TechRepublic speaks to HackerOne about how ethical hackers are helping to shrink the broader attack surface of cyber criminals.
Modern cybersecurity approaches have evolved as cyberattacks proliferate and find new sophisticated ways to breach into an organization. However, despite the technological advances, the number of cyberattacks continues to be at an all-time high. According to Check Point Research, attacks increased by 50% in 2021. The recent Vectra Research Security Leaders Report says 83% of organizations surveyed do not believe traditional approaches can protect them against modern threats.
Cyberattacks are on the rise due to the expansion of the attack surface. Driven by the pandemic, the digital acceleration expanded the digital footprint of every organization. From the massive global cloud migration to millions of remote and hybrid workers running devices beyond the traditional IT architectures, the augmented attack surface presents cybercriminals with endless possibilities to search for vulnerabilities. This means cybercriminals no longer need to compromise highly guarded digital resources but only find the weakest point of entry to a system.
This diversification of the digital environment is perhaps the biggest challenge modern cybersecurity faces. As cybercrime industrializes, offering ransomware as a service (RaaS), selling plug-and-play kits that require no technical knowledge, and collaborating with each other, traditional automated cyber security solutions face an international army of attackers.
HackerOne, a security provider, has a unique approach to respond to modern attack trends. They have the world’s largest community of ethical hackers working to stay ahead of cybercriminals, going on the offense, searching for bugs and vulnerabilities before attackers do. Two years ago, Forbes reported that more than 700,000 ethical hackers were already part of the HackerOneBounty program.
TechRepublic spoke to HackerOne to understand how their disruptive approach works and how ethical hackers play a vital role in managing contemporary attack surfaces.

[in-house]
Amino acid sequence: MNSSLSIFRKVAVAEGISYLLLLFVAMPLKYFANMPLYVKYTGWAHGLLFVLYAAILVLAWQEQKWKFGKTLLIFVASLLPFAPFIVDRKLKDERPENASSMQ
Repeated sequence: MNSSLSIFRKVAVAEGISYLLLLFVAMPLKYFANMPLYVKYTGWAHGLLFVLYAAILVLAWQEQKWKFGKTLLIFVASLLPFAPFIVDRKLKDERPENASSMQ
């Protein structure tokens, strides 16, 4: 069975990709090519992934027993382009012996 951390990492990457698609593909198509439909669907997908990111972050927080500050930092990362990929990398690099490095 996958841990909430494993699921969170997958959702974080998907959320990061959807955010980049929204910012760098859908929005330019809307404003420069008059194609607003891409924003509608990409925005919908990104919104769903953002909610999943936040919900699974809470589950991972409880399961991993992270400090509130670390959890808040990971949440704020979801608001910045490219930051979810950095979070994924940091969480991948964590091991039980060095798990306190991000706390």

“HackerOne Assets puts hackers’ eyes on users’ assets, using the same recon skills they bring to bug bounty programs and pentest engagements,” the HackerOne spokesperson told TechRepublic.
Many attack surface management solutions have the same shortcomings that scanning tools do—they cover a wide area but lack context and nuanced understanding. “Because hackers are skilled at finding existing flaws, they also understand which are potentially vulnerable assets,” the spokesperson explained.
“Automated tools lack the human ingenuity and creativity these hackers bring to the vulnerability discovery and triaging process. The only others that match this ingenuity are the criminals that might attempt to infiltrate an organization’s systems,” HackerOne’s spokesperson assured.
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Hacker One’s recent report reveals that the digital surface of attack continues to grow and affects infrastructure, software, apps, updates, devices and extended supply chains. According to the organization, 44% of companies do not understand their attack surface, and only 33% of apps are tested yearly.
Cloud migration and app development have become high-risk security fields. “It’s true that organizations create new risks by migrating to the cloud; for example, cloud-based storage services are often exposed to public networks by default and, if not properly secured, data can be easily accessed by attackers,” the spokesperson said.
HackerOne calls for organizations to develop best practices to ensure that cloud-based software is securely configured and deployed. “To mitigate risk, organizations should develop a shared responsibility model with their cloud vendor, secure user endpoints, set up backup and recovery solutions for when things go wrong, and perform regular audits and penetration testing on systems,” the spokesperson said.
According to Enterprise Strategy Group (ESG), organizations face increased pressure to update security as they transform business and accelerate development cycles. Cloud services and cloud-native application developments are in high gear, reaching new levels of productivity and innovation, but security gaps begin to intensify.
ESG interviewed organizations that use HackerOne services to understand the attack surface, identify and track assets, implement standardized compliance controls and establish testing processes.
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Ethical hackers help these organizations identify bugs and vulnerabilities and create feedback loops that allow in-house developers and security teams to learn from mistakes. Furthermore, ethical hackers provide the resources the vastly outnumbered in-house security teams need to match a worldwide cybercriminal community.
“We believe the only way to build a safer internet is by improving the skills, understanding, and transparency between the key players that impact cybersecurity for everyone—including hackers and organizations,” HackerOne’s spokesperson said.
HackerOne added that more organizations are beginning to recognize the benefits of hacking. “The connotation of the term hacker has shifted in the past decade,” according to HackerOne. The spokesperson explained that the Department of Justice (DOJ) recently broadened the Computer Fraud and Abuse Act’s definition, reducing the chances hackers will be prosecuted for good faith research.